Gov. Scott Walker got loud applause and big headlines this week for proposing in his annual State of the State speech the first tuition cut at University of Wisconsin System schools in more than 30 years.
The Republican governor even vowed to reimburse UW for the lost revenue.
That sounds good.
But given Gov. Walker’s $250 million reduction in state funding for UW System in the last state budget, the top priority for state leaders should be to bring back some of the state aid that UW lost.
UW System is requesting a $42.5 million increase for all of its campuses, not just UW-Madison. That’s a modest 1 percent increase in taxpayer support for the 2017-2018 school year, and a 2 percent increase in 2018-2019.
The Republican-run Legislature has sounded open to granting that amount, given the cuts to university staff and courses over the last two years. Tight university budgets led to larger class sizes, fewer advisers and lost campus jobs for students.
Spending on research at UW-Madison also declined by more than $100 million between 2012 and 2015, leading the university to fall from the top five of the National Science Foundation’s ranking of research institutions for the first time in more than four decades.
That’s bad for Wisconsin’s economy because it means our state is getting fewer federal dollars to search for scientific breakthroughs that can lead to patents, startup companies and lasting jobs.
The governor in Tuesday’s speech didn’t say how low he wanted tuition to go. Nor did he say how much funding he would give UW System.
Without more detail, it’s hard to know if Walker’s tuition cut makes sense. Other pressing needs, such as K-12 schools, faster internet service for rural communities, and road projects are competing for state dollars. At the same time, the governor is talking about more tax cuts, which reduce state revenue and limit state spending.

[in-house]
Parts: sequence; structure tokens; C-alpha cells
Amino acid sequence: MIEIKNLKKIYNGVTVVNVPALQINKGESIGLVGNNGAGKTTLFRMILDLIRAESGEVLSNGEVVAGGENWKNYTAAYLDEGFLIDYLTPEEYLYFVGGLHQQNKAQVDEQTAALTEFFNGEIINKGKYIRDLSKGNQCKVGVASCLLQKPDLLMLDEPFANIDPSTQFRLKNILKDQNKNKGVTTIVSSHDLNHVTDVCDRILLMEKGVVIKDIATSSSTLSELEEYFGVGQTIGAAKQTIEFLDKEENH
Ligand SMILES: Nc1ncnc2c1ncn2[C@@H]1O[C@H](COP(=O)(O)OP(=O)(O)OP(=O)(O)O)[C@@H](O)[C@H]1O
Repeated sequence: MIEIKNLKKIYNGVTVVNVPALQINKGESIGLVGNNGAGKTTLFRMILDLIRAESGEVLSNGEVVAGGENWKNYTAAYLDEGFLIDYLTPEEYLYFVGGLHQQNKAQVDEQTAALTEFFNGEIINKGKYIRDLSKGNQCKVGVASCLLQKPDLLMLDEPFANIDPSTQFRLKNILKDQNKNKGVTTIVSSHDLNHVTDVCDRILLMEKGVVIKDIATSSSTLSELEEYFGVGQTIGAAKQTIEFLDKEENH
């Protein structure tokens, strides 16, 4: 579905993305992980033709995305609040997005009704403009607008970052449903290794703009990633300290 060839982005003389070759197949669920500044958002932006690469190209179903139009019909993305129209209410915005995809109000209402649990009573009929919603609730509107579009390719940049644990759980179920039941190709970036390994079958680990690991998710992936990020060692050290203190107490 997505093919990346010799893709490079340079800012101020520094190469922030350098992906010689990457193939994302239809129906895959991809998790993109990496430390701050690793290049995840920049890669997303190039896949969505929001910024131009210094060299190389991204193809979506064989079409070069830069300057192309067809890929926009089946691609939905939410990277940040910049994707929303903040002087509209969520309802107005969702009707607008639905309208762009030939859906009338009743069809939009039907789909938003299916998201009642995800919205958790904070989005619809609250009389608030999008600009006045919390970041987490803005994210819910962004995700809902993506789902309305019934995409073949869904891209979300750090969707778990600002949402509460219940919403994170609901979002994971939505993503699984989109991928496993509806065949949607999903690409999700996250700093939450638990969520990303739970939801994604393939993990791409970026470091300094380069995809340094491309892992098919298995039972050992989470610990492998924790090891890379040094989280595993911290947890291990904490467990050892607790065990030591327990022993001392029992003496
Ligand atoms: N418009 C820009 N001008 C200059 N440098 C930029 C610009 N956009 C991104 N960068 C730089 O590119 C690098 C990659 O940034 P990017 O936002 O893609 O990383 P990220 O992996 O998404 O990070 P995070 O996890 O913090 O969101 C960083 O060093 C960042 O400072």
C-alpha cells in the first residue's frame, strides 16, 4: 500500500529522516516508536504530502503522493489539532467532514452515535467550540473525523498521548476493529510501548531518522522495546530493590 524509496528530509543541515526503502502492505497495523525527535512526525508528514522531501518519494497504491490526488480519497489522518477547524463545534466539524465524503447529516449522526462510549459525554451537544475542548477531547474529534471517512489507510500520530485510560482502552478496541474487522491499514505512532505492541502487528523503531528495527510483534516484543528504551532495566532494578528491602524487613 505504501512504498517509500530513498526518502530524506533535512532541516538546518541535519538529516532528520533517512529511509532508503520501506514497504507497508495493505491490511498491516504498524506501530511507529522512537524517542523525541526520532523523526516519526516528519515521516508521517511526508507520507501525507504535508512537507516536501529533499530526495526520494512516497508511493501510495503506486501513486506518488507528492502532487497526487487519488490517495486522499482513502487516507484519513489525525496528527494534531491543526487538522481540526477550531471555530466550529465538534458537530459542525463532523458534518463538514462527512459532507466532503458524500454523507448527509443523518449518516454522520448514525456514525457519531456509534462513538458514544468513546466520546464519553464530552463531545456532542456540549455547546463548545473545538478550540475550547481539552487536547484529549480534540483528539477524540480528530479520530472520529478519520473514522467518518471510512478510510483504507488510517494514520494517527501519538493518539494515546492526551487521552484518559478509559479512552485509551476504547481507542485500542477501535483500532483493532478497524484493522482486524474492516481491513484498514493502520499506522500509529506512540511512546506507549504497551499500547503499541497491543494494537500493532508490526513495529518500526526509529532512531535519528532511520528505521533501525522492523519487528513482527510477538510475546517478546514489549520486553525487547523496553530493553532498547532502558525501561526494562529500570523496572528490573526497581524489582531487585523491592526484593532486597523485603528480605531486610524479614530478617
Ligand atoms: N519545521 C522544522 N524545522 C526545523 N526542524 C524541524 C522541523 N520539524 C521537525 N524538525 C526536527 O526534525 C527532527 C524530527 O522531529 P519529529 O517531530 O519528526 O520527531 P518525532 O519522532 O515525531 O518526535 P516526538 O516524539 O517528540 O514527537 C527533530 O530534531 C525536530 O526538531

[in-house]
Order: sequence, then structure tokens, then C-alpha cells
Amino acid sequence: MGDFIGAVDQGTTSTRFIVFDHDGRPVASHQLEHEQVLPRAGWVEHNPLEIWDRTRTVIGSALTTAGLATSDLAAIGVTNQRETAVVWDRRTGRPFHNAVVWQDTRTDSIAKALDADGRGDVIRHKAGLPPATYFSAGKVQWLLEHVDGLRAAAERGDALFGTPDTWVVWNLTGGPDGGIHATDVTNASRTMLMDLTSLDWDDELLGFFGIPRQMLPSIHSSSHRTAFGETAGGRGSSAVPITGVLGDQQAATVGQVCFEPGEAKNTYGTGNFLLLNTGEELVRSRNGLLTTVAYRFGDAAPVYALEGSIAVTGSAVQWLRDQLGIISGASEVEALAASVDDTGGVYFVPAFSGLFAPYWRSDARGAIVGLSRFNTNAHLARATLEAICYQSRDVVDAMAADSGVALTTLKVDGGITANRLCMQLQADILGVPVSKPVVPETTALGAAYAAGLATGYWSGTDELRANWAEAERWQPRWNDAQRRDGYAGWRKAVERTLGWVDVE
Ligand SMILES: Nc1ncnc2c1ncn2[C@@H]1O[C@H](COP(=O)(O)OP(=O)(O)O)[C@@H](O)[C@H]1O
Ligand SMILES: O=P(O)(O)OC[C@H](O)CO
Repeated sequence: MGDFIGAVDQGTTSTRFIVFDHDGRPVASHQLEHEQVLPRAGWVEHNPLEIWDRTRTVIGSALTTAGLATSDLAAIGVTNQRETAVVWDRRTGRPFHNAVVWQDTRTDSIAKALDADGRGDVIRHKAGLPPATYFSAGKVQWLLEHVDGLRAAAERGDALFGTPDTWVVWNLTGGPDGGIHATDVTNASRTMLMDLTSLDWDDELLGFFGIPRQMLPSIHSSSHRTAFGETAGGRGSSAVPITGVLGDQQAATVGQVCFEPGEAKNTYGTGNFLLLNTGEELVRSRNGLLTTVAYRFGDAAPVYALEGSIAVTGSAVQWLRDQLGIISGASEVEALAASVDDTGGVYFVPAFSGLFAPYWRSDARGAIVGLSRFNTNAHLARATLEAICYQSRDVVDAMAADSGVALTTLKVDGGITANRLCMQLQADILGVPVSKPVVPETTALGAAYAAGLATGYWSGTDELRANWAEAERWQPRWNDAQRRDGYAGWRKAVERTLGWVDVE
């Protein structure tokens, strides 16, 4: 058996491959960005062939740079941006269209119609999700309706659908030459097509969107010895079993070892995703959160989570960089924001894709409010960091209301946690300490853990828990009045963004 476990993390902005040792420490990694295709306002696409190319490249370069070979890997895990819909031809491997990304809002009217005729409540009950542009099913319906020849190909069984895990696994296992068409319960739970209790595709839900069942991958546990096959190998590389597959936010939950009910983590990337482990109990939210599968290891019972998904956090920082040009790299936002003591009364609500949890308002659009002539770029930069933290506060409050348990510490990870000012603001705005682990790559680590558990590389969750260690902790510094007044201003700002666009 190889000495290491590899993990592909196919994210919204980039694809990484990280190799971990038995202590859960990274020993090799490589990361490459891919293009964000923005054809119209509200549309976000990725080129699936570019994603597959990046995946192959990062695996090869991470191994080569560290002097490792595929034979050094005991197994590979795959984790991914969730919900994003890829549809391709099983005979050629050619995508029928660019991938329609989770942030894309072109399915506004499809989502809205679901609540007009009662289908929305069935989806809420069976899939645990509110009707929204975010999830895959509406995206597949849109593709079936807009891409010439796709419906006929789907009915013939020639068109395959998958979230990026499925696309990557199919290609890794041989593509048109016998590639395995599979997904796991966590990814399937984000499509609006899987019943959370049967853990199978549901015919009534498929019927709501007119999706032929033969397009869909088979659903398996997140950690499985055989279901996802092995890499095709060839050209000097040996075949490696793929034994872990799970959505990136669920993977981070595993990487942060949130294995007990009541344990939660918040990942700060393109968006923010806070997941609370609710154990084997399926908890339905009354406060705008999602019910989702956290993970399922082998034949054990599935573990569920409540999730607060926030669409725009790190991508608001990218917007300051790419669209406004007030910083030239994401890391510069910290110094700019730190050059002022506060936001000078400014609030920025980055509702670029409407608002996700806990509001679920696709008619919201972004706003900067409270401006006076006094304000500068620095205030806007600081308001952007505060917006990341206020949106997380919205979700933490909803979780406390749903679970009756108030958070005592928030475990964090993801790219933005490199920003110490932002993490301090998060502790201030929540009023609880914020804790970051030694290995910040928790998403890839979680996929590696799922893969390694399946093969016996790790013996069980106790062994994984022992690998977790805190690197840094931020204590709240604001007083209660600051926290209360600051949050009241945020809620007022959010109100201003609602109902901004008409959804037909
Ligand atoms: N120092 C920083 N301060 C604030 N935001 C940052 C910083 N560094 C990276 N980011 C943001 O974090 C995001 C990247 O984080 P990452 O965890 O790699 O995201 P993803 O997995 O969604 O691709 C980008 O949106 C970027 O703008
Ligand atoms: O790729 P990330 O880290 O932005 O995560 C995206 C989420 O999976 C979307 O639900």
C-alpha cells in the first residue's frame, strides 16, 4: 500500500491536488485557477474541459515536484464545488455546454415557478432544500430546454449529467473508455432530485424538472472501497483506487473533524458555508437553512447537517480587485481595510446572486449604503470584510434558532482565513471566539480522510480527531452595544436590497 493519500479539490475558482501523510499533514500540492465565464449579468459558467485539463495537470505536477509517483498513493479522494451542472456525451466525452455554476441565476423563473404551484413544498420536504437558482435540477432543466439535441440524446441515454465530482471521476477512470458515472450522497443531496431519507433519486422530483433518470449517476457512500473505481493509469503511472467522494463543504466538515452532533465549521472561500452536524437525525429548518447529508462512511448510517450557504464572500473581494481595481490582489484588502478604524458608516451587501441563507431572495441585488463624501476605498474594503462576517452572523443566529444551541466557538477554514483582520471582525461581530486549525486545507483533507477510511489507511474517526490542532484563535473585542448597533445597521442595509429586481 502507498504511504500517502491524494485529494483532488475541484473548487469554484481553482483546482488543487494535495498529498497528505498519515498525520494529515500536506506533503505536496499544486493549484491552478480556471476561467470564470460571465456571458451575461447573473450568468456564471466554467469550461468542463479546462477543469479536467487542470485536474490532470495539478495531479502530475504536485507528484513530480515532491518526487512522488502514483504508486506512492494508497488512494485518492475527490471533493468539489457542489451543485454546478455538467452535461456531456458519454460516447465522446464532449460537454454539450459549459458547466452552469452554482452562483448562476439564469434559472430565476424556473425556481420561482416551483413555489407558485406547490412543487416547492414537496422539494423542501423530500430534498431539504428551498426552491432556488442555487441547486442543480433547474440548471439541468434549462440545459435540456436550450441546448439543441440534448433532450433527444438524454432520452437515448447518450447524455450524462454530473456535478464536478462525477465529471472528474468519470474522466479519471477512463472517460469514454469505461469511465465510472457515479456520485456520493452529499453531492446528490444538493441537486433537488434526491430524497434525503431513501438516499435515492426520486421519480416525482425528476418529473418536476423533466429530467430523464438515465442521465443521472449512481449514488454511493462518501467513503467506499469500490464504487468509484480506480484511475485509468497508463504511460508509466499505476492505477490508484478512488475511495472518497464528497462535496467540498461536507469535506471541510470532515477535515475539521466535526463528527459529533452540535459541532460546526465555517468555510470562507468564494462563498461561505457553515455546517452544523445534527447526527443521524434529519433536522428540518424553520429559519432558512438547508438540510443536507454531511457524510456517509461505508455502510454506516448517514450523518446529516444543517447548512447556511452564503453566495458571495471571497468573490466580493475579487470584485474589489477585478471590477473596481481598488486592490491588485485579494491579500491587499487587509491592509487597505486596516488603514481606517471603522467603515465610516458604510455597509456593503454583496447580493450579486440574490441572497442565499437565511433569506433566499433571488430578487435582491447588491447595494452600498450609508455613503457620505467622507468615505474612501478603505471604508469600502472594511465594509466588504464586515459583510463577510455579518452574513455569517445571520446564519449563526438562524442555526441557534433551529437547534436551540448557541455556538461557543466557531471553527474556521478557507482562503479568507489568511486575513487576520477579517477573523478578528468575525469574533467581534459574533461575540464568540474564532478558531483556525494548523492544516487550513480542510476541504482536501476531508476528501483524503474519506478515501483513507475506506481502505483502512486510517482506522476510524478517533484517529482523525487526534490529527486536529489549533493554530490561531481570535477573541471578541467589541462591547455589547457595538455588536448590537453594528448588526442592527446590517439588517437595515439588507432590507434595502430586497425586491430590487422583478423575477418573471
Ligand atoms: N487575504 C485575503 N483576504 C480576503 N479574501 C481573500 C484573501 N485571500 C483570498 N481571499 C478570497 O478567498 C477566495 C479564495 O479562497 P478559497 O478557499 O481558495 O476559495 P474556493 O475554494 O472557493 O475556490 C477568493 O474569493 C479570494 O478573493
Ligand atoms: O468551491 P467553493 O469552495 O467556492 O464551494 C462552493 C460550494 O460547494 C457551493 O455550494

The public will learn more when the governor releases his two-year budget plan next month, after which the Legislature can make changes.
In-state tuition at UW System schools has been capped since 2013, which is good. But state funding has fallen. And the cost of college remains challenging for students and families.
Tuition and fees at UW-Madison, for example, are $10,488 this year. That’s a lot of money and doesn’t count housing and food.
A 1 percent decrease in tuition would save a Wisconsin student about $104 per year and reduce university revenue by about $15 million over two years, according to the Legislative Fiscal Bureau.
That means any tuition break, while welcome, should be offset by state dollars. And state leaders should grant UW its modest funding request.
Our universities need investment to fulfill their crucial missions.
Catch the latest in Opinion
Get opinion pieces, letters and editorials sent directly to your inbox weekly!